Kapi-Mana News : January 24th 2012
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HAD AN ACCIDENT? We can help with any ACC disputes you may have. Contact the experts 04 8015621 or 04 9312611 or email us email@example.com www.jmlaw.co.nz JOHN MILLER LAW we also deal with criminal law queries 6 Hagley St, Porirua ACC NOT ACC NOT WORKING WORKING FOR YOU? FOR YOU? 4140499AA 3646159AB ‘Strong on Prevention’ New Clients Welcome Phone: 232 7146 or call into 223 Main Road, Tawa www.bingdental.co.nz Drownings hit Pacific families The drowning of 24-year-old Samoan man Albert Alapati last week was a local example of the tragic relationship between Pacific people and drowning. ANDREA O’NEIL finds out why the Pacific community is over-represented in drowning figures and what is being done about it Grim search: Police divers search for drowned Porirua man Albert Alapati’s body last Tuesday. His body was found on the shore at the south end of Titahi Bay beach on Thursday. CONTINUED Page 5 ➤ DROWNINGS IN PORIRUA ■ 6 people have drowned in Porirua’s waters since 2001 ■ They were all men ■4diedonbeaches,1ina public pool and 1 in a river ■ 2 of the victims were pakeha, 2 Maori and 2 Pacific Islanders ■ 123 people drowned in New Zealand in 2011, 5 in the Wellington region, none in Porirua. ■ National drowning rates have halved since 1980 Source: Water Safety New Zealand The statistics don’t lie: Pacific Islanders are dying in the water. Pacific people are over- represented in drowning stat- istics, making up 7 per cent of New Zealand’s population but accounting for 9 per cent of the country’s drowning deaths. Maori also have high rates of drowning, making up 17 per cent of drowning deaths while represen- ting 15 per cent of the population. Pakeha have far fewer drownings per capita by comparison – 62 per cent for their 68 per cent share of the population. Porirua deputy mayor Liz Kelly is a family friend of the Alapatis, and urges the Pacific community to get water wise before another drowning occurs. ‘‘We shouldn’t wait until there’s a tragedy. We have had enough of them. We know there’s too many of our kids that don’t know how to swim, and a lot of adults, too,’’ she says. ‘‘I just wouldn’t be in that mother’s shoes for a million dollars.’’ Cannons Creek’s Fanau Centre, which Ms Kelly manages, has run a school holiday programme swimming course for a year now, catering for more than 60 chil- dren, but it’s not enough, she says. ‘That’s just meeting a little need. It would be really cool if there were other agencies that jumped on the idea as well.’’ Ms Kelly is in talks with police to approach Telecom or Vodafone with a mass text messaging cam- paign, sending water safety messages straight to young people’s cellphones. ‘‘Just reminding people to be wise around the water.’’ She is also keen to push ahead with signs at Titahi Bay beach, where Mr Alapati drowned, warn- ing swimmers about rips and teaching them how to recognise a rip. ‘‘We really need them up now, while summer is here.’’ The signs should also display the surf club’s phone number, as valuable time was lost trying to contact lifesavers when Mr Ala- pati got into trouble, she says. No body of water is safe, how- ever. ‘‘You should be careful around water at all times and it doesn’t matter how deep the water is, either. ‘‘Look at that guy who drowned in a drain recently. You don’t need a lot of water to drown,’’ she says. ‘‘Just remember that water is a hazard. While we might enjoy it, it’s a hazard.’’ Money is a key reason for lack of swimming skills in the Pacific community, water safety advocate Lepeti Tea says. The cost of transporting children to swim- ming lessons and the fees them- selves put parents off, but water skills education is vital to turning around drowning rates, she says. ‘‘I want to get the Pacific com- munity to start forking out and make it a priority.’’ A free water skills workshop has been organised by Ms Tea in response to her growing concerns about Pacific people drowning in recent years. ‘‘Late last year I just thought ‘you know what, something’s got to be done’.’’ She contacted Water Safety New Zealand, who has contracted her to expand Auckland’s Pasifika water education programme to Wellington. Families are invited to Cannon’s Creek Pool on Janu- ary 28 for a day of fun activities emphasising safety in rivers, around rips and while snorkelling. ‘‘It’s about teaching people to have the skills to survive in the water,’’ Ms Tea says.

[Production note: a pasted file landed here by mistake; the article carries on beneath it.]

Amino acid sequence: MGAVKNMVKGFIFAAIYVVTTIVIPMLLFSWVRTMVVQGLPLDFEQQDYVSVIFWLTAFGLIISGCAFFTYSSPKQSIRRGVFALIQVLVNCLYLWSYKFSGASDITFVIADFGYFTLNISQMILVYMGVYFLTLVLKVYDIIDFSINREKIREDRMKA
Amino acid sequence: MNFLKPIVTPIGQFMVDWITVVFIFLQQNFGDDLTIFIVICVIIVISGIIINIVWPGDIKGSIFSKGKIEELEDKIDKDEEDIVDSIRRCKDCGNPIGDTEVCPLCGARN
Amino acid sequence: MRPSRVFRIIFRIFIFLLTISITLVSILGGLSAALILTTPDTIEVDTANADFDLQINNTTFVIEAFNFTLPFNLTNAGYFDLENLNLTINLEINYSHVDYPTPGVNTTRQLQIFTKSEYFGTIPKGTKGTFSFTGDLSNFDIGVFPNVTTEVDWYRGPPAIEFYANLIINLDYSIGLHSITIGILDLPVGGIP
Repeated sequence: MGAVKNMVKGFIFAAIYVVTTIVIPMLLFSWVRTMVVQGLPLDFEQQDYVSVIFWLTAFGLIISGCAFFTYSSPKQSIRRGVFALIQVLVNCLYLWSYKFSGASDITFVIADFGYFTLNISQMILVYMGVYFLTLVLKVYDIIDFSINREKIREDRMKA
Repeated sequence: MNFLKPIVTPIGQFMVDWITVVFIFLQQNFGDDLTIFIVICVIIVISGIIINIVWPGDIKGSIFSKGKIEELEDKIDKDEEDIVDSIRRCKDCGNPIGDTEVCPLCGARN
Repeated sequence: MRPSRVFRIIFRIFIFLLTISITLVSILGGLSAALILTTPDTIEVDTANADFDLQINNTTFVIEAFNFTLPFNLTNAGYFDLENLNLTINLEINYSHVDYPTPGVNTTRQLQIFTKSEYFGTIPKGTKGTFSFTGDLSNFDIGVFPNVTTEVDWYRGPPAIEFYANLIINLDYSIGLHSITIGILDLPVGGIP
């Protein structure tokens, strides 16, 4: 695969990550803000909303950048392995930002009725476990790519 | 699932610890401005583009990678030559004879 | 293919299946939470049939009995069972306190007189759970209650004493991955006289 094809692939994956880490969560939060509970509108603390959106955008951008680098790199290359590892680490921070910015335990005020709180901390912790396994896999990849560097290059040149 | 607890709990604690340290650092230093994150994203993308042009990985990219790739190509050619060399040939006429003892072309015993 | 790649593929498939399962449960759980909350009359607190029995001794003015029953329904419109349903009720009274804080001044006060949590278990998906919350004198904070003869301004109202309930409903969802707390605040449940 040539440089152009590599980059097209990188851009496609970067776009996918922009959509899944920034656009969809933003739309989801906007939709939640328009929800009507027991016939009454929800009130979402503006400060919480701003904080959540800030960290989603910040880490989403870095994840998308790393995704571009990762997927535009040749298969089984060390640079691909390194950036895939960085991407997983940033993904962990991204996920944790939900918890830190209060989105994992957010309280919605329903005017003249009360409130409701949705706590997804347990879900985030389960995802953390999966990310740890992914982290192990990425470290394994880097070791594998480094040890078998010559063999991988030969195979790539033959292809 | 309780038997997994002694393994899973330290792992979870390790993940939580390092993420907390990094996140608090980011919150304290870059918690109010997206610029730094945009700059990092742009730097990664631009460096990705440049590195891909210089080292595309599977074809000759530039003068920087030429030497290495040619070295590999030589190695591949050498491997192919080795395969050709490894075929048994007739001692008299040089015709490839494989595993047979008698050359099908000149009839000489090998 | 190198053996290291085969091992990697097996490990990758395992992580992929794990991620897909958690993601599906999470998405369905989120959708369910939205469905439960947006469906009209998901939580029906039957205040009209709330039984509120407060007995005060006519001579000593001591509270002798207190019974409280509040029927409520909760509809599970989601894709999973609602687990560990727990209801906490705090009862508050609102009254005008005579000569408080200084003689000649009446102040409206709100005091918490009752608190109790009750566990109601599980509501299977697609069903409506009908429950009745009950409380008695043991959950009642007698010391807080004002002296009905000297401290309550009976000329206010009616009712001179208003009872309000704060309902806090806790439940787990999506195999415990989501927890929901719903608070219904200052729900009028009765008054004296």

January 17th 2012
January 31st 2012